May 28, 2017

Forgiving Others Easily and Often Is No Big Deal

Luke 17:1-10 (NASB)

He said to His disciples, “It is inevitable that stumbling blocks come, but woe to him through whom they come! It would be better for him if a millstone were hung around his neck and he were thrown into the sea, than that he would cause one of these little ones to stumble. Be on your guard! If your brother sins, rebuke him; and if he repents, forgive him. And if he sins against you seven times a day, and returns to you seven times, saying, ‘I repent,’ forgive him.” The apostles said to the Lord, “Increase our faith!” And the Lord said, “If you had faith like a mustard seed, you would say to this mulberry tree, ‘Be uprooted and be planted in the sea’; and it would obey you. “Which of you, having a slave plowing or tending sheep, will say to him when he has come in from the field, ‘Come immediately and sit down to eat’? But will he not say to him, ‘Prepare something for me to eat, and properly clothe yourself and serve me while I eat and drink; and afterward you may eat and drink’? He does not thank the slave because he did the things which were commanded, does he? So you too, when you do all the things which are commanded you, say, ‘We are unworthy slaves; we have done only that which we ought to have done.’”

The ten verses we will read this morning contain some of the strongest teachings of Jesus Christ. Were it not for the fact He is Creator of all and has all authority (Mt. 28:18), we might be tempted to dismiss it.

  1. Christ warns us that following Him is dangerous.
    It is inevitable that stumbling blocks come” (v. 1). We get our English scandal from the Greek word translated “stumbling block.” Greeks would often trap animals by setting up a “scandal” (trap). So too, we have enemies that “set traps.” The “rich man” treated his dogs better than Lazarus (Luke 16).
    1. Even hurtful scandals ultimately redound to God’s glory.
      “Even the wrath of man will praise You; the remnant of wrath You will restrain” (Psalm 76:10). “What will not turn to God’s praise, shall not be suffered to break out” Matthew Henry.
    2. God will properly punish those who seek to harm His people.
      But woe to him through whom they (the stumbling blocks) come” (v. 1). Jesus here refers to an ancient form of capital punishment reserved for only the most reprehensible criminals. He is saying that earthly capital punishment is better than facing God who will hold him accountable.
       
  2. Christ calls us to forgive those who miss the mark.
    Be on your guard! If your brother sins, rebuke him; and if he repents, forgive him” (v. 2).
    1. Christians are to talk to, not about, sinners who miss the mark.
      The word rebuke does not mean, “ream out.” On the contrary, the root word speaks of esteem. If you don’t esteem a person enough to talk to him and with him, then the problem is in you.
    2. We speak with someone in humility and show them their error.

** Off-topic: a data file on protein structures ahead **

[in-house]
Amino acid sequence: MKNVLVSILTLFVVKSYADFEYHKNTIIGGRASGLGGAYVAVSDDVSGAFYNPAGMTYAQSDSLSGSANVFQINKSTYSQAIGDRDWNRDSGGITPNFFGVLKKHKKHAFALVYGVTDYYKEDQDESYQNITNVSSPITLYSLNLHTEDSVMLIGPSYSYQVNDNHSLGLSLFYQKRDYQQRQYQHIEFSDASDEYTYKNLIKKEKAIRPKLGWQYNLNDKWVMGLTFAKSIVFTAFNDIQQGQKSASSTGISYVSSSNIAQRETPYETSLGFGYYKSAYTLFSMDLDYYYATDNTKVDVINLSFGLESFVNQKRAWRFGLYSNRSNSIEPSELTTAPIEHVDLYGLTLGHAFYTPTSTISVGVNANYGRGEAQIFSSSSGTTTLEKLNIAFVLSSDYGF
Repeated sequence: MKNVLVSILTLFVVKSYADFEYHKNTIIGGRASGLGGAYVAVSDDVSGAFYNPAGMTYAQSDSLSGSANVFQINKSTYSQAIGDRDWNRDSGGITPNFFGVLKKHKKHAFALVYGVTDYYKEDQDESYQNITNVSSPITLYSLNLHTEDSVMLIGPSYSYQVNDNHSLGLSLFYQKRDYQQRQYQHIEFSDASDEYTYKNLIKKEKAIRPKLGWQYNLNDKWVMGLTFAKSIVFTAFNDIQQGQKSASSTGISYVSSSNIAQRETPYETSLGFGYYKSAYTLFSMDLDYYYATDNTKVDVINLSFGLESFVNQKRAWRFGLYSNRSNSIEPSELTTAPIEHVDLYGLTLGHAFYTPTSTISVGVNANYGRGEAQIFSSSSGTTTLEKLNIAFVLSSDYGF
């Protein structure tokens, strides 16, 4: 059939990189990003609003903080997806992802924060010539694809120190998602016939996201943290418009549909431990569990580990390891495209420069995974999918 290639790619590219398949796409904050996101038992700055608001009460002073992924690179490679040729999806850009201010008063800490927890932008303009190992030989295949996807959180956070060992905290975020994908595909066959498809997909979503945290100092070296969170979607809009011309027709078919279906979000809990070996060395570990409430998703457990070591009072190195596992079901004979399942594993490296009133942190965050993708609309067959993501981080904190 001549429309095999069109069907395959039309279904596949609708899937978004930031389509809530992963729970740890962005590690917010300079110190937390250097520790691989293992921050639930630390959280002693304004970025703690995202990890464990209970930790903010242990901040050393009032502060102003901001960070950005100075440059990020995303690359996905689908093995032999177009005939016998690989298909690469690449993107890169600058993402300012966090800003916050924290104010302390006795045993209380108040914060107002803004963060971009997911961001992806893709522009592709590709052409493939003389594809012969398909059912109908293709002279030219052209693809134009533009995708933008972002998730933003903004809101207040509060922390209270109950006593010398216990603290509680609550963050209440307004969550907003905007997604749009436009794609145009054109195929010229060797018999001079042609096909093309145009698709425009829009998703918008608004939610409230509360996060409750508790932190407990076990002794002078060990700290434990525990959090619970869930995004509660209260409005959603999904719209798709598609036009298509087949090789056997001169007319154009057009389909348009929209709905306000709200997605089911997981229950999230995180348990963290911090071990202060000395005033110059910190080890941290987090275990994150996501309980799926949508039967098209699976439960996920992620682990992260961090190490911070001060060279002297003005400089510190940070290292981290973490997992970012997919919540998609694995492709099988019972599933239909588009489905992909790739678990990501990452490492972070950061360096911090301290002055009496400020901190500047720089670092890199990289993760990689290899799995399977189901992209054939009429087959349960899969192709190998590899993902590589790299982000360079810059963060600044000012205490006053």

The problem we have is that “We aren’t on our guard!” We think we’re better, so we scream.
    3. Brothers can’t seek forgiveness unless they are shown where they’ve missed the mark.
      Where shunning and separation among the saints occurs, it’s because of selfishness and shame.
       
  3. Christ calls us to forgive those who scandalize us.
    If he sins against you seven times…and returns… seven times, saying, ‘I repent,’ forgive him” (vs. 4). If no verse existed in the NT but this one, then Christianity in all its grace and beauty would be seen.
    1. Sin doesn’t stop when you become a saint, shame does.
      “Fool me once, shame on you; fool me twice, shame on me?” No. Christ says, “Sin against me once, twice, three, four, five, six, seven times … no shame on either of us.” Relational Rule #1.
    2. Grace calls us to say we are sinners and that Christ is our Savior.
      Notice the language of Jesus, “If he comes back to you ‘saying’ I repent, forgive him” (v. 4). Love believes all things. That’s love. When you don’t believe all things, then that’s not love.
    3. We forgive others precisely as Christ has forgiven us.
      The number seven in this text is most likely a Hebrew way of speaking of “infinity.” It’s a little like the number 1,000 in Hebrew as in “My father owns the cattle on 1,000 hills” (Psalm 50:10).
       
  4. Forgiving others easily and often is no big deal.
    With mouths wide open, and eyes big as saucers, the disciples respond to Jesus, “Increase our faith!” Beginning with v. 5 and going through v. 10 Jesus clears up some of the disciples’ misconceptions.
    1. It’s never the amount of faith that is important, it’s the object of your faith (v. 6).
    2. Christ is the Captain of our souls and we are His servants so we do what He says (vs. 7-8).
    3. Forgiving other people is no big deal, but it is the evidence you are really Christ’s (vs. 9-10).

You can view the video for this sermon HERE.